Leeds United may move to power station site

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A FORMER power station and its surrounding land is set to emerge as the favourite site for a new stadium for Leeds United.

The Yorkshire Post has learned that the former Skelton Grange power station in Stourton is one of two sites under consideration, but its potential as a key regeneration site will find most encouragement from Leeds City Council.

The other possible location is a privately-owned greenfield site immediately west of the M1 extension, opposite the Thorpe Park business park at junction 46.

It is understood an area of land at Parlington, once considered a possible new home for Yorkshire County Cricket Club, is not under consideration.

Leeds United chairman Peter Ridsdale has stressed that no move away from Elland Road would be made without full consultation with supporters, shareholders and the city council. The club’s planned feasibility study will also consider redeveloping Elland Road.

Both potential sites have excellent links to the motorway network but the appeal of the greenfield site may suffer from being relatively close to a residential area at Austhorpe. Its green belt status may also place a question mark against planning permission with the possible need for a drawn-out public inquiry.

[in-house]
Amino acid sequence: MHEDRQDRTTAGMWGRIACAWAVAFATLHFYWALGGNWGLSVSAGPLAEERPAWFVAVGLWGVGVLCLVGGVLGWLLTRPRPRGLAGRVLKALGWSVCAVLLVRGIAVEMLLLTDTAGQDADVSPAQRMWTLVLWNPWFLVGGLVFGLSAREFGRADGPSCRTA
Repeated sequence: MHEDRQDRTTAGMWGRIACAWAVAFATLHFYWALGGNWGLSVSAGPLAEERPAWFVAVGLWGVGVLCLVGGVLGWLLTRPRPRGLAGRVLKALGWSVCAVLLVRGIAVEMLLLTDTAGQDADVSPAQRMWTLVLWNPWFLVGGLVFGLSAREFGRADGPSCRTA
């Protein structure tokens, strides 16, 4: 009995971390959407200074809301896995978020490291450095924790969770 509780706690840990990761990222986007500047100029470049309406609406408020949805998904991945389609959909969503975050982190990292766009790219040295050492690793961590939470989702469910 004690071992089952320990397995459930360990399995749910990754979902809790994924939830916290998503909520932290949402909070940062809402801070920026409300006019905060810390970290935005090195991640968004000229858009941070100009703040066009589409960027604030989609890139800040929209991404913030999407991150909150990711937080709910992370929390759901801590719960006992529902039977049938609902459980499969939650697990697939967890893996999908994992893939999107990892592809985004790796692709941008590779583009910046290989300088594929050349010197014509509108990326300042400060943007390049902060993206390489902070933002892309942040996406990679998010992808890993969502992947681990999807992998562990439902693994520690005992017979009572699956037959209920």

The Stourton site is heavily contaminated but it is right in the middle of one of the city’s most important regeneration areas. A key factor in its favour will be the lack of residential areas close by.

Ownership of the land is split between Kelda Group (formerly Yorkshire Water) and Innogy (formerly National Power).

The site is next to the proposed East Leeds Link Road which will link into junction 45 of the M1. The amount of toxic material in the area will cut the price of the land, but that will be offset by the potentially expensive cost of decontamination.

Preliminary talks on possible sites have taken place between Leeds United and the city council at the highest level and will continue as plans are firmed up. The Yorkshire Post understands there are unlikely to be any genuine contenders other than the Stourton and Thorpe Park sites.

Last night, city council leader, Coun Brian Walker, dismissed any suggestion that the council’s shareholding in the club would play any role in its deliberations.

“The decision whether to redevelop the Elland Road site for a new stadium or to move to a new site lies entirely with Leeds United.

“As local planning authority, the council will deal with any planning application objectively and impartially, and on planning merits.”

Leeds United will not comment on specific sites but it is understood that the area close to the M1 extension and the A1(M) is where the club’s attentions are focused.

A new stadium would cost up to 50m to build but the club would recoup the same amount from selling the naming rights for the ground to a multi-national company. It would also receive a substantial amount, possibly as much as 15m, from selling the Elland Road site.

rob.waugh@ypn.co.uk